Properties / Interiors

A Luxurious Bungalow on Sixth Avenue: Embracing the Finesse Versatility

Renowned Singaporean interior designer transformed a bungalow on Sixth Avenue into a luxurious home fitted with building materials such as treated steel and reflective surface to reflect his passion for design and all things sophisticated.

Dec 31, 2017 | By Andrea Sim

Images courtesy of John Heng

When an Indonesian homeowner decided on a retrofit, he engaged renowned interior designer Peter Tay once again. Tay has been given the carte blanche to transform the bungalow situated on Sixth Avenue into a modern family retreat. As this was a returning customer, Tay had previously executed a perfect interpretation of the client’s former home at BLVD property. Tay is no stranger to the world of fertile creativity and remarkable design solutions, he has been involved in many interior design projects and given Midas touch to the private abodes for key personalities and many other local celebrities, such as Fann Wong and Zoe Tay.

Embracing the Finesse Versatility

When the client had to identify the right interior designer to style his home, it was only natural for him to go back to the same interior designer and Tay was the obvious choice. The homeowner indicated a preference to incorporate contemporary aesthetics and “not commonly used materials as seen in other properties” into the bungalow, mentioned to Tay by his client.

The 7,430 sq ft two-storey bungalow is nestled on 10,544 sq ft of manicured gardens and the style of this private abode is inspired by elements of a luxury lifestyle. Amenities include an infinity lap pool for exercise, therapy and fun.

As the domicile is situated within a lush and leafy surround on Sixth Avenue, taking in the enviable views would be a capital idea. Tay designed the home to exude clean lines to further add to the elegance of the room’s design that is boxy and sleek while displaying linear forms.

With the floor-to-ceiling glass, exposes the interior almost completely to “open air”. The living room is seamlessly interconnected with the dining hall through the expanse of reflective surface to emphasise the extension of space and blend with the architecture’s vernacular.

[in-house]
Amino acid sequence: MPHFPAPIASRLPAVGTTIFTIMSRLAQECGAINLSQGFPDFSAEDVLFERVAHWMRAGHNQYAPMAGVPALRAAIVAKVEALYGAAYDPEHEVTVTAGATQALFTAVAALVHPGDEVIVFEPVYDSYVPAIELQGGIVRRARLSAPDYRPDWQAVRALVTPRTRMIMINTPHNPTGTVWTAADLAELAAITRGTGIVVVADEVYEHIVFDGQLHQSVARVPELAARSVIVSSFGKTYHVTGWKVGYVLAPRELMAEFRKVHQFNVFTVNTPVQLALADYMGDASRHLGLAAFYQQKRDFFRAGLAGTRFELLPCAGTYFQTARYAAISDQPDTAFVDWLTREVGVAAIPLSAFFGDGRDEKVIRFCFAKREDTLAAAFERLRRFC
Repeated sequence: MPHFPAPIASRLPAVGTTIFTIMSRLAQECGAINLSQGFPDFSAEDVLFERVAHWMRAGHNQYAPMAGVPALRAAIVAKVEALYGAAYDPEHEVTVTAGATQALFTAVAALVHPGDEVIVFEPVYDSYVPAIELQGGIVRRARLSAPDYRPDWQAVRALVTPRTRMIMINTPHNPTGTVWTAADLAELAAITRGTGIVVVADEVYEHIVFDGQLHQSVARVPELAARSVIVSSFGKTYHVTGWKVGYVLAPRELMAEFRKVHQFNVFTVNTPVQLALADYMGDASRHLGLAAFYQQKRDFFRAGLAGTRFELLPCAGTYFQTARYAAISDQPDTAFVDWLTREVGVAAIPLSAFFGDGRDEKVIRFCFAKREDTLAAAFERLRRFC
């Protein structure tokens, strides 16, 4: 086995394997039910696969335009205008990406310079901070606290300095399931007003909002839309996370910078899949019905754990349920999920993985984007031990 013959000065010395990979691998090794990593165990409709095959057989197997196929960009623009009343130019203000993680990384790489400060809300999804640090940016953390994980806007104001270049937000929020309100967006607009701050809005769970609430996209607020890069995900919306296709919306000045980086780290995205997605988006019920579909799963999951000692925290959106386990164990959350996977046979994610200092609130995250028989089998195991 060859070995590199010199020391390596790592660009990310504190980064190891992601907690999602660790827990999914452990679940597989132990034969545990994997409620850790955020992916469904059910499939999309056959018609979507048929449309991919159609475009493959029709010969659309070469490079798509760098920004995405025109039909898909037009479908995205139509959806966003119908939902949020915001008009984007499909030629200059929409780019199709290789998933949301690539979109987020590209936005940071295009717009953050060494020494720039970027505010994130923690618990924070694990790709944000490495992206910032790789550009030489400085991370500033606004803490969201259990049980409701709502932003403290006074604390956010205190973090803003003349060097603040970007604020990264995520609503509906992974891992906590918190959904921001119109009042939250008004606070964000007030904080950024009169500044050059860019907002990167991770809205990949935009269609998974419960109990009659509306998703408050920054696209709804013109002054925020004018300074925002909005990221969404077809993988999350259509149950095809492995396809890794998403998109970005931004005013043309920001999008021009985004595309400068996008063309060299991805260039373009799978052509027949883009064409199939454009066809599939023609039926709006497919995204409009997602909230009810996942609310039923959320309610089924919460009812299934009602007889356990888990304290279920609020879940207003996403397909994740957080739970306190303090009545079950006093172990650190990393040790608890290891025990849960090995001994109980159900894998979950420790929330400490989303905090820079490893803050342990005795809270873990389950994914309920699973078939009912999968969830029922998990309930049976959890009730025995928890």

Bespoke Design for an Exclusive Personality

“I think as an interior designer, it’s important to know your materials. I opted for treated steel which has a sexy, reflective surface. They are the same ones you see at Gucci stores worldwide,” says Tay.

The 8m by 4m feature wall that dominates the long dining hall is fitted with a huge mirrored surface so that when guests sit facing the reflective glass can enjoy a glimpse of the garden and pool, without having to turn their heads around, which is something worthy to tantalise the eyes during meals.

Also, the expansive dining space is appointed with a long, white Statuario marble dining table which had to be customised in Italy by a built-in kitchen specialist called Poliform Varenna. As the homeowner has a love for cooking and entertaining guests over the weekends, the open-plan kitchen features a bevvy of high-tech kitchen appliances.

In addition, the designer incorporated a limited edition Louis Poulsen “Artichoke” lamp as seen suspended from the ceiling. The limited edition lamp is made of 72 copper leaves that looms over the space, plus eight armchairs designed by Naoto Fukasawa for B&B Italia with “Papilio” upholstery to complete the modern dining table set.

A lot of small, ingenious details can only be derived from Tay’s experience, he says: “A lot of my work is based on customising and looking at things from a different perspective. I try to think out of the box to give good, purposeful designs to my clients.” The staircase pictured above features the handrail with concealed LED lighting.

Elements of Design

To enhance the living hall, Tay chose the “Hermes grey” marble flooring to dramatise the space. Leather-clad Flexform sofa and “Facet” armchairs designed by Bouroullec brothers for Gallic furniture brand Ligne Roset are added to the living hall. An Ecart (a furniture brand considered as the Chanel of furniture brands) “Lune” floor lamp illuminates the space with a soft spoken glow without blinding the eyes.

Through the Portal

On the second level houses three bedrooms and an open-concept study cum library. Rich textures and fine details can be seen on the Molteni & C wardrobe in the bedroom. The overall design exudes clean and crisp aesthetics without jettisoning function to evoke an atmosphere of intimate and cosy space.

Other unique features of this house are the doors; finding the doors leading to the bedrooms can be tricky for the untrained eye as they are made of tinted mirror for a more expansive view all around. So when going down the steps to the bedrooms, the doors become unobtrusive to form a large feature wall.

Customisation and personalisation are key to Tay’s brand identity and these two elements were best represented by the interior design language, brimming with thoughtful pride as seen illustrated by the well-planned spaces accompanied by a socialising nook for homeowners. His main goal was to create a perfect sanctuary primed for family activities all year round.

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